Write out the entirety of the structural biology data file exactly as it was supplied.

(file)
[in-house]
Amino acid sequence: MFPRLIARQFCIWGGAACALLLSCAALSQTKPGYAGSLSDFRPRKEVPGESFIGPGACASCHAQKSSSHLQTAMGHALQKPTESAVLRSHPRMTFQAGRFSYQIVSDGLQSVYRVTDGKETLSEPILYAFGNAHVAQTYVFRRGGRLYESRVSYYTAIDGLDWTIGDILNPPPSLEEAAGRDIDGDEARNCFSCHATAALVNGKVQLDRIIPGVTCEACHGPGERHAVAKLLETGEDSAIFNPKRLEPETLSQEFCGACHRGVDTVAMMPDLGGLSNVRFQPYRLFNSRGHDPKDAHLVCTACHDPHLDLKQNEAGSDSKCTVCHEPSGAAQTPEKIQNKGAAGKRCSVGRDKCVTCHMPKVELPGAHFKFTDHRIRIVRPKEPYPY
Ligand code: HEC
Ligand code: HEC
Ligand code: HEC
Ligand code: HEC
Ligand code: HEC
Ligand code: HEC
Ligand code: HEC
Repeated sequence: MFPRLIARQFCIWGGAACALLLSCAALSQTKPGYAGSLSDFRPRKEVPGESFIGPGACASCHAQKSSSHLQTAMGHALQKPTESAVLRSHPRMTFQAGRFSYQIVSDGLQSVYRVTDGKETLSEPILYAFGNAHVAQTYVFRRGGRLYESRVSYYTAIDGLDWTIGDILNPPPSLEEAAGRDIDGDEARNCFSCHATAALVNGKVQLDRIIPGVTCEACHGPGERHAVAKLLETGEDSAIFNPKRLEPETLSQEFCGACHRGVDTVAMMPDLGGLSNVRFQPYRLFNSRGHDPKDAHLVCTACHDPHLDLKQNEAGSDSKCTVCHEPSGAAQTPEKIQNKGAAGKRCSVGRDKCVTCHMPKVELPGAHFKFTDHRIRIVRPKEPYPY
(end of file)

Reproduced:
[in-house]
Amino acid sequence: MFPRLIARQFCIWGGAACALLLSCAALSQTKPGYAGSLSDFRPRKEVPGESFIGPGACASCHAQKSSSHLQTAMGHALQKPTESAVLRSHPRMTFQAGRFSYQIVSDGLQSVYRVTDGKETLSEPILYAFGNAHVAQTYVFRRGGRLYESRVSYYTAIDGLDWTIGDILNPPPSLEEAAGRDIDGDEARNCFSCHATAALVNGKVQLDRIIPGVTCEACHGPGERHAVAKLLETGEDSAIFNPKRLEPETLSQEFCGACHRGVDTVAMMPDLGGLSNVRFQPYRLFNSRGHDPKDAHLVCTACHDPHLDLKQNEAGSDSKCTVCHEPSGAAQTPEKIQNKGAAGKRCSVGRDKCVTCHMPKVELPGAHFKFTDHRIRIVRPKEPYPY
Ligand code: HEC
Ligand code: HEC
Ligand code: HEC
Ligand code: HEC
Ligand code: HEC
Ligand code: HEC
Ligand code: HEC
Repeated sequence: MFPRLIARQFCIWGGAACALLLSCAALSQTKPGYAGSLSDFRPRKEVPGESFIGPGACASCHAQKSSSHLQTAMGHALQKPTESAVLRSHPRMTFQAGRFSYQIVSDGLQSVYRVTDGKETLSEPILYAFGNAHVAQTYVFRRGGRLYESRVSYYTAIDGLDWTIGDILNPPPSLEEAAGRDIDGDEARNCFSCHATAALVNGKVQLDRIIPGVTCEACHGPGERHAVAKLLETGEDSAIFNPKRLEPETLSQEFCGACHRGVDTVAMMPDLGGLSNVRFQPYRLFNSRGHDPKDAHLVCTACHDPHLDLKQNEAGSDSKCTVCHEPSGAAQTPEKIQNKGAAGKRCSVGRDKCVTCHMPKVELPGAHFKFTDHRIRIVRPKEPYPY